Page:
Pimlico, Laurel, and Maryland's Horse Racing Subsidy: Myths Vs. Facts

Studies Carol Park Oct 2, 2020

On May 7th, 2020, Maryland’s horse racing advocates achieved a major victory. Gov. Larry Hogan allowed the controversial Racing and Community Development Act of 2020[1] (RCDA) to become law without his signature,[2] thereby authorizing the Maryland Stadium Authority to issue $375 million in bonds to replace the state’s two main horse racetracks with gold-plated facilities. If everything works out as planned, Laurel Park in Anne Arundel County will be renovated first in 2021, then Pimlico Racecourse in Baltimore will be renovated next, into a multi-use facility for racing and other events. While much uncertainties lie ahead due to the ongoing global COVID-19 pandemic, the state hopes to issue bonds in 2021. The Maryland Stadium Authority also recently issued a request for proposal for architects who would like to redesign the tracks.[3]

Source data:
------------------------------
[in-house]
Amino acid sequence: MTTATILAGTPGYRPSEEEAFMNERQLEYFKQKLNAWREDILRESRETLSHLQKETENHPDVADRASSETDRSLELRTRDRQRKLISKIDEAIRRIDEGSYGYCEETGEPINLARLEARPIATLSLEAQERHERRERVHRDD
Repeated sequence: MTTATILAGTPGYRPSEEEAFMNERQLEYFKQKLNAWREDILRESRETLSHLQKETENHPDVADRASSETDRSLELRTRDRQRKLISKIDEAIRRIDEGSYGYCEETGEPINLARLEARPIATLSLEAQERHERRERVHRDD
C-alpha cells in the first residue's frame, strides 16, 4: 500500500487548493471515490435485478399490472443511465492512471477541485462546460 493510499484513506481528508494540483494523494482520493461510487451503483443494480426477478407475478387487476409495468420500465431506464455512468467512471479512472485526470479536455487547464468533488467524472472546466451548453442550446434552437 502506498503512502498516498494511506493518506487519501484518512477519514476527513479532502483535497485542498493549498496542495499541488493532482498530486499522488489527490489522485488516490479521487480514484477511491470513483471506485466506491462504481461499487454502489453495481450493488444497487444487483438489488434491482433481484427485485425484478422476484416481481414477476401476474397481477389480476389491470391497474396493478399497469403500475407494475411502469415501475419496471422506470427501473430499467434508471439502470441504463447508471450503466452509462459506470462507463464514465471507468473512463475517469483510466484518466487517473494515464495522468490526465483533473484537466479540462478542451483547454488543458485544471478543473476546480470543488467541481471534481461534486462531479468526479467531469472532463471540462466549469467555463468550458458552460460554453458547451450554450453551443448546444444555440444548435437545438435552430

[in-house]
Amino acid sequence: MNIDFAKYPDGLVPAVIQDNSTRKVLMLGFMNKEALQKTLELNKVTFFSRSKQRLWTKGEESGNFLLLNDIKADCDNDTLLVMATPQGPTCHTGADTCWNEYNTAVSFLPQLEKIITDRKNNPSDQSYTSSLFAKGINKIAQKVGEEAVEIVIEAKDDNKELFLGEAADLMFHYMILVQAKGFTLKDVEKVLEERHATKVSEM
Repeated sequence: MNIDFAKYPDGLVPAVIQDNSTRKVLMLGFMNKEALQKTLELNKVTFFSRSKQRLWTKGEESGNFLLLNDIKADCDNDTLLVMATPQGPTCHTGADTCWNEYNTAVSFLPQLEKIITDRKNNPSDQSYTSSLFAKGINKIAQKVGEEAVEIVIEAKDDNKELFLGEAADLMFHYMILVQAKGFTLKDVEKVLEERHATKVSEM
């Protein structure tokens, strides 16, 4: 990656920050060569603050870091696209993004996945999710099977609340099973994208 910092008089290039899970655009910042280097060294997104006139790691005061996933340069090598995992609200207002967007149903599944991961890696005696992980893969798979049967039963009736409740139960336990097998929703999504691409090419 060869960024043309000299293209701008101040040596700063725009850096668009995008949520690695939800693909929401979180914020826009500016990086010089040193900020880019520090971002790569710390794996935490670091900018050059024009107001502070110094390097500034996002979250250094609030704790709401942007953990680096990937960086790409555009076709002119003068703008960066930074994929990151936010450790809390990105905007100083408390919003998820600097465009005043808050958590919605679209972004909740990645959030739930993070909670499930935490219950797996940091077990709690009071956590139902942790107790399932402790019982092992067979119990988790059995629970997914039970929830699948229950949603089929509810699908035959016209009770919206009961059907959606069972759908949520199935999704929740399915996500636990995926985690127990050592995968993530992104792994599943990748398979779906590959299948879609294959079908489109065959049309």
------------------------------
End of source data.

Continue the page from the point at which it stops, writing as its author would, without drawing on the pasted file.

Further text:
In short, the RCDA epitomizes Maryland’s recent history of fiscal imprudence. Assuming no cost overruns, overhauling the two racetracks will cost $389 million. To finance the project, the state will jeopardize its AAA bond rating by borrowing $348 million in a form of 30-year bonds. The cost of repaying the bonds will be $17 million a year over 30 years — a total of $510 million.


[1] Maryland General Assembly, Senate Bill 987, http://mgaleg.maryland.gov/2020RS/bills/sb/sb0987E.pdf

[2] Jeff Barker, “Landmark Plan to Preserve Preakness Stakes in Baltimore Will Become a Law Without Governor’s Signature,” The Baltimore Sun, May 7, 2020, https://www.baltimoresun.com/sports/horse-racing/bs-md-preakness-baltimore-20200507-m6s6bfadknb5bcwajwqpxte4je-story.html

[3] Ed Gunts, “Pimlico makeover repositions racetrack as events venue, community hub,” Baltimore Fishbowl, August 27, 2020, https://baltimorefishbowl.com/stories/pimlico-makeover-repositions-racetrack-as-events-venue-community-hub/